|The Dorset Regiment|
Badge of the Dorset Regiment (1953-1958)
|Size||2 Regular Battalions
1 Reserve Battalion
1 Territorial Battalion
|Motto||Primus in Indis|
|March||Quick: The Maid of Glenconnel|
|Anniversaries||Plassey, 23 June|
The Dorset Regiment was an infantry regiment of the British Army from 1881 to 1958, the county regiment of Dorset. Until 1951 it was formally called The Dorsetshire Regiment, although usually known as "The Dorsets".
During the Great War, nine hostilities-only battalions were formed, six battalions serving overseas. The 1st and 6th Battalions served on the Western Front throughout the war. The 2nd Battalion was in Poona, India, when war broke out and was shipped to Mesopotamia where it was trapped in the Siege of Kut and captured by the Turks. (Of the 350 men of the battalion captured, only 70 survived their captivity.) During the siege, returning sick and wounded, and the few replacements who were sent out, were unable to re-join their battalion, so they, and similar drafts of the 2nd Battalion, The Norfolk Regiment, were amalgamated into a scratch battalion forming part of the force attempting to relieve Kut. This battalion was formally titled the Composite English Battalion, but was more commonly known as The Norsets, and was broken up in July, 1916, when the 2nd Dorsets was re-constituted. 1/4 Battalion served in India and Mesopotamia and 1/5 Battalion in India and Egypt and Palestine. The 5th Battalion fought at Gallipoli, Egypt and Palestine, and the Western Front.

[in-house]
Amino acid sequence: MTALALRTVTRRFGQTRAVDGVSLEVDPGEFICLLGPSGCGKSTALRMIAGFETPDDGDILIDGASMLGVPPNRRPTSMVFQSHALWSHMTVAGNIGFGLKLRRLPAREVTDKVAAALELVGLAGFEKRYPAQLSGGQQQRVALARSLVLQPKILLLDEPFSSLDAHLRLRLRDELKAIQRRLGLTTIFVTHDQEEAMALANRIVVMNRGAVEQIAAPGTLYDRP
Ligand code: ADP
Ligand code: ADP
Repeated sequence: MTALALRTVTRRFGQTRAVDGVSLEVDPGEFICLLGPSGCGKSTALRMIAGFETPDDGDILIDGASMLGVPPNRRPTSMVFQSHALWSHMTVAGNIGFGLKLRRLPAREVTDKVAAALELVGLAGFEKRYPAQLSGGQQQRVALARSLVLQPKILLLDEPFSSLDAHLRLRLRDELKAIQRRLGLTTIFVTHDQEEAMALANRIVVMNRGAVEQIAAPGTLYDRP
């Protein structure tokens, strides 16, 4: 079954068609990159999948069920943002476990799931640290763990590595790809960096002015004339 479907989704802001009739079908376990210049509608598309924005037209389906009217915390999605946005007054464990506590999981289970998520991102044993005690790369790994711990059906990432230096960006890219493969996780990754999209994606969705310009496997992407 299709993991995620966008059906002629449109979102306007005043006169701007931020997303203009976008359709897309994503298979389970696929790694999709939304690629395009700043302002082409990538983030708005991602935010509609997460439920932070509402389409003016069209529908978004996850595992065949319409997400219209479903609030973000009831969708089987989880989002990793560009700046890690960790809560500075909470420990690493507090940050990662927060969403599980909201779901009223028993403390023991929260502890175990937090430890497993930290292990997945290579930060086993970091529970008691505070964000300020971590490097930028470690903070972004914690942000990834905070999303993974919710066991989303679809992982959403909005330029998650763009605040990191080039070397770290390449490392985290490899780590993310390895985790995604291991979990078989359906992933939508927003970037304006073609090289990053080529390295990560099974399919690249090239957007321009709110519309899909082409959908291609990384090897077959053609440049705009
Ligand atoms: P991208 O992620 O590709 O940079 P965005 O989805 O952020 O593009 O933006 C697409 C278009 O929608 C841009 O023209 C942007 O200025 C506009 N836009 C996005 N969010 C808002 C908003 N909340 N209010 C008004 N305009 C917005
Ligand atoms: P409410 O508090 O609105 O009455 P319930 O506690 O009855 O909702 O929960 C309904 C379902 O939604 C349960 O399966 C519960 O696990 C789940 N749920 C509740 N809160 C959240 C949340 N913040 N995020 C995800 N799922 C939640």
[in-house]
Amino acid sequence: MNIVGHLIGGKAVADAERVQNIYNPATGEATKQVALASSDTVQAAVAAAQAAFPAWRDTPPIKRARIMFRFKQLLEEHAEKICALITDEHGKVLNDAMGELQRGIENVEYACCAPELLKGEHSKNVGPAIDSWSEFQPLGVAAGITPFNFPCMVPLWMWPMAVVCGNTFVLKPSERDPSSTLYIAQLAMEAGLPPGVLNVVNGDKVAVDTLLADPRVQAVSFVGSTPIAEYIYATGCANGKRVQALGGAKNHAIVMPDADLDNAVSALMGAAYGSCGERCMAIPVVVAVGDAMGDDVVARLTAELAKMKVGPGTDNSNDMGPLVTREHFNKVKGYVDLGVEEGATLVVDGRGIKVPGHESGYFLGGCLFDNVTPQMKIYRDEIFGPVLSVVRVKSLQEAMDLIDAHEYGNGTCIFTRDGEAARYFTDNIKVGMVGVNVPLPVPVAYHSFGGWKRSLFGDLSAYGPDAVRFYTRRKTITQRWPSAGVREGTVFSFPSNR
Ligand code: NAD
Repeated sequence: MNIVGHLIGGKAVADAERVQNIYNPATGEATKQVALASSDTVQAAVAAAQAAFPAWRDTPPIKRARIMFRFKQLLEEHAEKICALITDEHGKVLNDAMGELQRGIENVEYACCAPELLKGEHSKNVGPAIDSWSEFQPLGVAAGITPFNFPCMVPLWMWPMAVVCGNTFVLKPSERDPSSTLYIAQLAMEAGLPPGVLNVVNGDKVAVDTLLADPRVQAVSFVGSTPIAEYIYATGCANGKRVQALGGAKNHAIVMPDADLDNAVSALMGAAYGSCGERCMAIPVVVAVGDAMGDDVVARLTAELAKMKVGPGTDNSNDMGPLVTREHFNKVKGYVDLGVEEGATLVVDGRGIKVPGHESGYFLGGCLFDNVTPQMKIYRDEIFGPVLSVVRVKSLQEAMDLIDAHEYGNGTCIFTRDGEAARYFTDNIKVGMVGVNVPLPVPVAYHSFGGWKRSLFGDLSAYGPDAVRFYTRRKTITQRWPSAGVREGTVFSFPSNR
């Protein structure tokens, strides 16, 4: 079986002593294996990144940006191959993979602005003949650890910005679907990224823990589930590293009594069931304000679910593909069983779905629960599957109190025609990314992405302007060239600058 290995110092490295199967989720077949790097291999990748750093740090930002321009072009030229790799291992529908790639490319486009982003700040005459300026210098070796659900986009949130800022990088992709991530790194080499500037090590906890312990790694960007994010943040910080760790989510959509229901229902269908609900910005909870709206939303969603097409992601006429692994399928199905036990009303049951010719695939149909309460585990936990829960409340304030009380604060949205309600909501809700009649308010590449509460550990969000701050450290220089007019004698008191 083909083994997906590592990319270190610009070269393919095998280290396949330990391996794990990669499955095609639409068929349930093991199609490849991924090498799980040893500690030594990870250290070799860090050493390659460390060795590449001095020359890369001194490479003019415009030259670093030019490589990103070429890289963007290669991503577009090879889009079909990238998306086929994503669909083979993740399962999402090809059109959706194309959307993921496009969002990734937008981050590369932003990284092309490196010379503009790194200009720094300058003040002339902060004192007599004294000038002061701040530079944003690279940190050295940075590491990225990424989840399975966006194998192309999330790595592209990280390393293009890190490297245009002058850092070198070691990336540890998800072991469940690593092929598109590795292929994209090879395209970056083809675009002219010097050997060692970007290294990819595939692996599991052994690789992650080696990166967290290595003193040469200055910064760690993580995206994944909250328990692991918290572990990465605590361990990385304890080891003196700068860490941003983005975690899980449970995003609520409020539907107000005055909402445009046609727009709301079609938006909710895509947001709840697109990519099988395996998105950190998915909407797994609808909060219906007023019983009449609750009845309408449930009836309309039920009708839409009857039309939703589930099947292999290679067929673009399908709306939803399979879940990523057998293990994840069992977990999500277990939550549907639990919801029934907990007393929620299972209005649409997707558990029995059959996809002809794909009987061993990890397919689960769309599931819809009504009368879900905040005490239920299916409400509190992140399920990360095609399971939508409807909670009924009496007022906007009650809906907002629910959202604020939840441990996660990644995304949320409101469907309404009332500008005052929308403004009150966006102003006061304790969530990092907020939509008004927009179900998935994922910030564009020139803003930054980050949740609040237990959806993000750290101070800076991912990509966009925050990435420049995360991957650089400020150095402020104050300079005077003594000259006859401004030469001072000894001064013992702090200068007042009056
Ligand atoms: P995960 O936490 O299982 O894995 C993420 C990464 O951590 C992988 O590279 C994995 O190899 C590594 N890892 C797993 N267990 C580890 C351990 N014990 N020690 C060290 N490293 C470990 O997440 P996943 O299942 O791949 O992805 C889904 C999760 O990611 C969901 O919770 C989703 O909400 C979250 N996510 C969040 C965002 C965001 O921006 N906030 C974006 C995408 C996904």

In the Second World War, eight hostilities-only battalions were raised. The 1st Battalion was part of 231st Infantry Brigade for the duration of the war, fighting in Malta, Sicily, and Italy. It landed on Gold Beach on D-Day and fought with the Brigade in the Battle of Normandy and North-West Europe. The 2nd Battalion was part of 5th Infantry Brigade throughout the war, participating in the Battle of France and the Dunkirk evacuation in 1940. In 1944, it took part in the Burma Campaign of 1944-1945 and the Battle of Kohima. The 4th and 5th Battalions fought in the liberation of Northwest Europe in 1944-1945. The 30th Battalion was with 43rd Infantry Brigade in North Africa and the invasion of Sicily, after which it spent the rest of the war in Gibraltar.
- From 39th Regiment of Foot: Plassey, Gibraltar 1779-83, Albuhera, Vittoria, Pyrenees, Nivelle, Nive, Orthes, Peninsula, Maharajpore, Sevastopol
- From 54th Regiment of Foot: Marabout, Egypt, Ava
- Martinique 1794 (awarded in 1909 for service of the 39th Regiment), Tirah, Relief of Ladysmith, South Africa 1899-1902
- The Great War (13 battalions): Mons, Le Cateau, Retreat from Mons, Marne 1914, Aisne 1914, La Bassée 1914, Armentières 1914, Ypres 1915 '17, Gravenstafel, St. Julien, Bellewaarde, Somme 1916 '18, Albert 1916 '18, Flers-Courcelette, Thiepval, Ancre 1916 '18, Arras 1917, Scarpe 1917, Messines 1917, Langemarck 1917, Polygon Wood, Broodseinde, Poelcappelle, Passchendaele, St. Quentin, Amiens, Bapaume 1918, Hindenburg Line, Épéhy, Canal du Nord, St. Quentin Canal, Beaurevoir, Cambrai 1918, Selle, Sambre, France and Flanders 1914-18, Suvla, Landing at Suvla, Scimitar Hill, Gallipoli 1915, Egypt 1916, Gaza, El Mughar, Nebi Samwil, Jerusalem, Tell 'Asur, Megiddo, Sharon, Palestine 1917-18, Basra, Shaiba, Kut al Amara 1915 '17, Ctesiphon, Defence of Kut al Amara, Baghdad, Khan Baghdadi, Mesopotamia 1914-18
- The Second World War: St. Omer-La Bassée, Normandy Landing, Villers Bocage, Tilly sur Seulles, Caen, Mont Pincon, St. Pierre La Vielle, Arnhem 1944, Aam, Geilenkirchen, Goch, Rhine, Twente Canal, North-West Europe 1940 '44-45, Landing in Sicily, Agira, Regalbuto, Sicily 1943, Landing at Porto San Venere, Italy 1943, Malta 1940-42, Kohima, Mandalay, Mt. Popa, Burma 1944-45
The following member of the regiment was awarded the Victoria Cross:
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